Originally posted at: FlipGeeks
A.D. 1999- While most girls of my age would declare their love for Tamahome, Hotohori, or any of Miaka’s Suzaku no Senshi, my friends and I spent our afternoons geeking about the pilots and mobile suits of Gundam Wing.
For some purist fans of the series, Gundam Wing was an insult to the Gunpla franchise and was looked down for having bishounen looking characters. They often accuse the series as a mecha series created for girls (Read: Frozen Teardrop). Well, it’s a crime as an anime/manga fan to not have appreciation for good-looking fictional characters, especially if they pilot awesome looking mobile suits.
Back in the age of dial-up connection and prepaid internet cards, fangirling for a franchise whose demographics are mainly males and toy collectors was difficult. I relied on anime websites, and Tokyo Pop serialization of the manga. My interest for plot became my introduction to Japanese studies, as well as to International Relations. Beyond the gunpla kits, doujinshis, and other fandoms, the Wing series owns a rather realistic plot. Of course, the fictional roots of the Gundam series was born out of Japan’s traumatic cultural and political history.
The cultural history of the mecha/robot culture in the 1960s was an indicator of the improving economy and industrial technology of post-WWII Japan, which prospered during the event of technological revolution: the television. From here, sub-genres of the mecha/robot anime flourished. Most mecha/robot series (like Astroboy, Tetsujin-28, and early tokusatsu series) promised a bright future with more advanced technology and space age gadgets and vehicles. However, the birth of Gundam in 1979 introduced a different face of the Mecha/Robot genre. Mobile Suit Gundam was “introduced as a sort of paradox: a war show about giant war machines that was in fact anti-war at heart.” (Hikawa, 5) The series echoed fragments of Japan’s social, cultural, and political memories of WWII and the rebuilding of a nation and its identity after the war.
Each series is set in its own fictional universe (Universal Century, Future Century, After Colony, Common Era, etc.), dealing with war narratives between fictional nations (colonies), and characters undergoing their own bildungsroman. The different series and timelines of Gundam does explore different social science issues.
For now, I’d like to concentrate on the turmoil of the After Colony (A.C.) timeline. The A.C. timeline was born out of failed international relations, death of a leader, and twisted obsession for justice and freedom in a form of defense treaties.
The familiarity of the fictional events does not only reflect pieces of history, but a sneak of a possible future. The idea of space colonization began way back in the 1980s. A former member of United States Department of State mentioned in Foreign Affairs journal that colonies will protect humans in case of a global nuclear warfare. This very same idea is used in Gundam Wing.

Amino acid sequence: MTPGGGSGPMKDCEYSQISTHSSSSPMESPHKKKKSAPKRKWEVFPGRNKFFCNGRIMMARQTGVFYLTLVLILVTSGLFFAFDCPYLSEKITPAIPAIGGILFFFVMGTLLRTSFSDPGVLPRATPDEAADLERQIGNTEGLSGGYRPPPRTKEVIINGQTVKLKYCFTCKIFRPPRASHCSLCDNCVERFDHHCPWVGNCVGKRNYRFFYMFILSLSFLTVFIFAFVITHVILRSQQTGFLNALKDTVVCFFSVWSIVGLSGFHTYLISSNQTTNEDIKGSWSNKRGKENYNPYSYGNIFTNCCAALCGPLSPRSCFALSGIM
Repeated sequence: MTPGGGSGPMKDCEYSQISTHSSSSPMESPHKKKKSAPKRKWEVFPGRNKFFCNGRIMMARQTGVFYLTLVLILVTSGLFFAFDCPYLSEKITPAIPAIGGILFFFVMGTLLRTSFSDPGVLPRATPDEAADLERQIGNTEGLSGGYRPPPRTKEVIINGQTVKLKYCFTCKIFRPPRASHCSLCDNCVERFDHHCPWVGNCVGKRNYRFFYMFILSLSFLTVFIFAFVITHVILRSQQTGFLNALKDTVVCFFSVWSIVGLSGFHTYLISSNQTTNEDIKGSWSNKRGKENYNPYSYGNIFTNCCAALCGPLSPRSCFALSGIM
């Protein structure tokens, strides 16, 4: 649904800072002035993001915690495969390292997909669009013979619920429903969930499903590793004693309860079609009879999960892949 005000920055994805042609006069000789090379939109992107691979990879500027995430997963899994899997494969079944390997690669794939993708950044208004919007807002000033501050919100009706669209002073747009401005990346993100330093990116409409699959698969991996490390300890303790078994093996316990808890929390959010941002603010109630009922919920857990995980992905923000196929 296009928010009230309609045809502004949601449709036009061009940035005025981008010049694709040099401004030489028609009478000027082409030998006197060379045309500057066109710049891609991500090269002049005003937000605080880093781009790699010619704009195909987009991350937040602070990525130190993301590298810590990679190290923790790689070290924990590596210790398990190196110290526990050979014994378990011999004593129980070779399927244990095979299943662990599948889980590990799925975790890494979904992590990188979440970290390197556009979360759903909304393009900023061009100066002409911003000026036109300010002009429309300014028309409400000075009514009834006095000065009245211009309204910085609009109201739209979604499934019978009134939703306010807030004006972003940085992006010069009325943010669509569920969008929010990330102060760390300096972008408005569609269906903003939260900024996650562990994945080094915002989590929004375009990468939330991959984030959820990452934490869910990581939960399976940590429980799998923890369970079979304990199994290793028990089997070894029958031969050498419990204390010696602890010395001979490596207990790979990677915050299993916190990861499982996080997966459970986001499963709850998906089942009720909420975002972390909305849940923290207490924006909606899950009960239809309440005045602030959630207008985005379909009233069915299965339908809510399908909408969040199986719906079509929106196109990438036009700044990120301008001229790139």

The creation of the Lagrange colonies by nations served as migrant spaces for fleeing nations due to rising international disputes, These space colonies are not just scientific, but political and economic as well. Each colony in the Lagrange point is composed of different nations, with economic similarities to the ones they have on Earth. L1 colony is an island-type for multiple colonies (nations), L2 and L3 were undescribed, but composed by multiple nations, L4 cluster is similar to the Middle-East and is occupied by oil magnates, while L5 owned by a clan exiled from China. The identity composition of the colonies somehow represents the present economic standing of different nation-states. However, economic stability doesn’t equate to political standing. The supposed to be governing body between nations and colonies, in the form of United Earth Sphere Alliance (UESA) became the very fuel of the continuous dispute by the funding of Romefeller Foundatiion, a conglomerate that keeps a secret military known as OZ (Order of the Zodiac).
If we further dissect the fictional history of Gundam Wing, we’ll definitely find that the series is a political thriller, with complex characters masking different political agendas. (The character back stories can be further explored in the Frozen Teardrop arc.)
The romanticism for war, obsession for power, and the thirst for change have always been catalysts for historical disputes. In the wise words of Mariemeia Kushrenada in Gundam Wing~Endless Waltz~, “History is much like an endless waltz; the three beats of war, peace, and revolution continue on forever.”
Relating it back to the traumas of war, as experienced by the Japan, Gundam is probably the Japan’s alternative war narrative- where in war atrocities were not part of their history and with the constant hope the peace will always reign and remain.
___________“A Cultural History of Robot Anime”. Japanese Animation Guide: The History of Robot Anime. Commissioned by Japan’s Agency for Cultural Affairs Manga, Animation, Games, and Media Art Information Bureau, 1 Jan. 2013. Web. 17 Mar. 2015. <http://mediag.jp/project/project/images/JapaneseAnimationGuide.pdf>.
Halle, Louis. “A Hopeful Future for Mankind.” Foreign Affairs (1980). Foreign Affairs. Web. 17 Mar. 2015. <http://www.foreignaffairs.com/articles/33959/louis-j-halle/a-hopeful-future-for-mankind>.
Sumisawa, Katsuyuki. Gundam Wing. Tokyo: Kodansha, 1995. Print.
Sumisawa, Katsuyuki. Gundam Wing: Battlefield of Pacifists. Tokyo: Kodansha, 1996. Print.
Sumisawa, Katsuyuki. Gundam Wing: Episode Zero. Tokyo: Gakushukenkyusha, 1997. Print.
Sumisawa, Katsuyuki. Gundam Wing: Frozen Teardrop. Tokyo: Kadokawa Shoten, 2010. Print.
新機動戦記ガンダムW(ウイング. 7 Apr. 1995. Television.